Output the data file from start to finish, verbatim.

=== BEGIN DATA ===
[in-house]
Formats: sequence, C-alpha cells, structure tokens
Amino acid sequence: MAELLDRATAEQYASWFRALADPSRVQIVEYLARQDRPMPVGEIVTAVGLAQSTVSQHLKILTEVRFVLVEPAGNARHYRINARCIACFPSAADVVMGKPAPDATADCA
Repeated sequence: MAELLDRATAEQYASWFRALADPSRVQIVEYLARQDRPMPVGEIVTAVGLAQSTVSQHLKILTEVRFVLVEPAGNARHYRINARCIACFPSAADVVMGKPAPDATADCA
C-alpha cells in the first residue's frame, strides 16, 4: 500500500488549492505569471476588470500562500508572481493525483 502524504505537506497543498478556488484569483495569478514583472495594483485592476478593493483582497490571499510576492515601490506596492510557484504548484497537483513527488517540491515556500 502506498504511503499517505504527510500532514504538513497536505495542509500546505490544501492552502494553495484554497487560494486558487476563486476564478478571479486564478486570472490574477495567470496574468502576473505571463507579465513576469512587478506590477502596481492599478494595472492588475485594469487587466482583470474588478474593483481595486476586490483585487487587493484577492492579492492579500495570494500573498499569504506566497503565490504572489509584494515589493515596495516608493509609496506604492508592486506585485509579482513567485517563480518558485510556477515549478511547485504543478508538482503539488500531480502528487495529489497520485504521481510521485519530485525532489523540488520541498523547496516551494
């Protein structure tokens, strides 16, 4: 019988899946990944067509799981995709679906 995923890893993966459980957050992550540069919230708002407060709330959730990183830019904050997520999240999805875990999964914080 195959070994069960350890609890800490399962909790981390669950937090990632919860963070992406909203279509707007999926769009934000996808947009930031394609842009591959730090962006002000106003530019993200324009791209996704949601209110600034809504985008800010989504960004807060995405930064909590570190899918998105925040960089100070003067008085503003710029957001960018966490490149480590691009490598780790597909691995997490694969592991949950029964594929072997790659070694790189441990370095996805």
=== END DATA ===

[in-house]
Formats: sequence, C-alpha cells, structure tokens
Amino acid sequence: MAELLDRATAEQYASWFRALADPSRVQIVEYLARQDRPMPVGEIVTAVGLAQSTVSQHLKILTEVRFVLVEPAGNARHYRINARCIACFPSAADVVMGKPAPDATADCA
Repeated sequence: MAELLDRATAEQYASWFRALADPSRVQIVEYLARQDRPMPVGEIVTAVGLAQSTVSQHLKILTEVRFVLVEPAGNARHYRINARCIACFPSAADVVMGKPAPDATADCA
C-alpha cells in the first residue's frame, strides 16, 4: 500500500488549492505569471476588470500562500508572481493525483 502524504505537506497543498478556488484569483495569478514583472495594483485592476478593493483582497490571499510576492515601490506596492510557484504548484497537483513527488517540491515556500 502506498504511503499517505504527510500532514504538513497536505495542509500546505490544501492552502494553495484554497487560494486558487476563486476564478478571479486564478486570472490574477495567470496574468502576473505571463507579465513576469512587478506590477502596481492599478494595472492588475485594469487587466482583470474588478474593483481595486476586490483585487487587493484577492492579492492579500495570494500573498499569504506566497503565490504572489509584494515589493515596495516608493509609496506604492508592486506585485509579482513567485517563480518558485510556477515549478511547485504543478508538482503539488500531480502528487495529489497520485504521481510521485519530485525532489523540488520541498523547496516551494
């Protein structure tokens, strides 16, 4: 019988899946990944067509799981995709679906 995923890893993966459980957050992550540069919230708002407060709330959730990183830019904050997520999240999805875990999964914080 195959070994069960350890609890800490399962909790981390669950937090990632919860963070992406909203279509707007999926769009934000996808947009930031394609842009591959730090962006002000106003530019993200324009791209996704949601209110600034809504985008800010989504960004807060995405930064909590570190899918998105925040960089100070003067008085503003710029957001960018966490490149480590691009490598780790597909691995997490694969592991949950029964594929072997790659070694790189441990370095996805």